Furthermore, the overall vetting procedure for new respirators should include the use of respirators in the wide variety of clinical settings encountered in healthcare. Amongst the diverse work groups and departments in a hospital setting, this should incorporate medical imaging, which has its own particular safety challenges when considering respiratory protection. It is commonly understood that there are potential implications for MRI image quality when patients wear metal-containing items, including the nose piece in surgical masks or respirators [
      • Murray O.M.
      • Bisset J.M.
      • Gilligan P.J.
      • Hannan M.M.
      • Murray J.G.
      Respirators and surgical facemasks for COVID-19:implications for MRI.
      ]. An important point of difference between the respirators studied is that the CE MSK-002 respirator does not have any metal staples and the nasal bar is an aluminium construction (i.e. no ferro-magnetic components). Therefore, the CE MSK-002 may be suitable for use by clinical staff in close proximity to MRI scanners. Whilst the TGA and Centers for Disease Control and Prevention recommend respirators should be free of any metal to minimise any heating or magnetic attraction [
      Therapeutic Goods Administration
      Use of face masks during MRI examinations.
      ,
      U.S. Food and Drug Administration
      Wear face masks with No metal during MRI exams: FDA safety communication.
      ], there are very few FFRs that meet this criteria.
      A limitation of our study is that FFRs were tested in controlled conditions with participants given time to don and doff the respirators without any external pressures or workplace demands. The user assessments with respect to comfort and tolerability may change over longer periods of repeated use. Secondly, our study was performed in Melbourne Australia, in a hospital setting where 70% of participants were female, and therefore our results may not necessarily be applicable to different industries and different jurisdictions.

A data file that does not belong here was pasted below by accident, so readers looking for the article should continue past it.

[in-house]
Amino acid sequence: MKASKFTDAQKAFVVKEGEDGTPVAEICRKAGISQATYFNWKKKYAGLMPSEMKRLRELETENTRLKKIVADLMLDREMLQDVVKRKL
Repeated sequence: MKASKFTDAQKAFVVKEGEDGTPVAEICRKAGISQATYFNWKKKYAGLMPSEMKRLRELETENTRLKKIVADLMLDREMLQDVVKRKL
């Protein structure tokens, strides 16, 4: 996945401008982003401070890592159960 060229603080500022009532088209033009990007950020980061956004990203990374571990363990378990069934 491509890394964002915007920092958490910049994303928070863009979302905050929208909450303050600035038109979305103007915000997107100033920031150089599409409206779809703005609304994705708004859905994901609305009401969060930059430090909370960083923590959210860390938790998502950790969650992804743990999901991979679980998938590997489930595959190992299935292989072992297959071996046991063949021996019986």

Conclusions

      The CE MSK-002 demonstrated higher QNFT pass rates and higher subjective user assessments than the BYD DE2322. Given the overall QNFT pass rates, subjective usability scores, and potential safe use in MRI settings, it is recommended that the CE MSK-002 be considered in the suite of FFRs available for use in the healthcare sector.

      Authorship statement

      Mr Charles R Bodas: conceptualization, methodology, project administration, resources, data acquisition and interpretation, writing – original draft, review and editing.
      Dr Irene Ng: obtained ethics approval, conceptualization, data analysis and interpretation writing – original draft, review and editing.
      Dr Benjamin Kave: conceptualization, methodology, resources, writing – original draft, review and editing.
      Ms Fiona Begg: conceptualization, methodology, project administration, resources, writing – review and editing.
      Professor Daryl L Williams: obtained ethics approval, conceptualization, methodology, project administration, resources, data acquisition and interpretation, validation, writing – original draft, review and editing.

      Conflict of interest

      There are no competing interests or conflict of interest declared.

      Data sharing statement

      All the individual de-identified data that support the findings of this study are available upon request from the corresponding author. Study protocol and statistical analysis are also available. Information will be available immediately following publication until five years after publication.

      Funding

      There was no external funding provided for this study.

      Ethics

      Ethics approval was obtained through the Melbourne Health Human Research Ethics Committee (QA 2020174) as part of our RPP implementation and improvement.

      Provenance and peer review

      Not commissioned; externally peer reviewed.

      Acknowledgements

      We would like to thank all the staff from Royal Melbourne Hospital Respiratory Protection Program for their assistance in completing this project.

      Appendix A. Supplementary data

      The following is the Supplementary data to this article: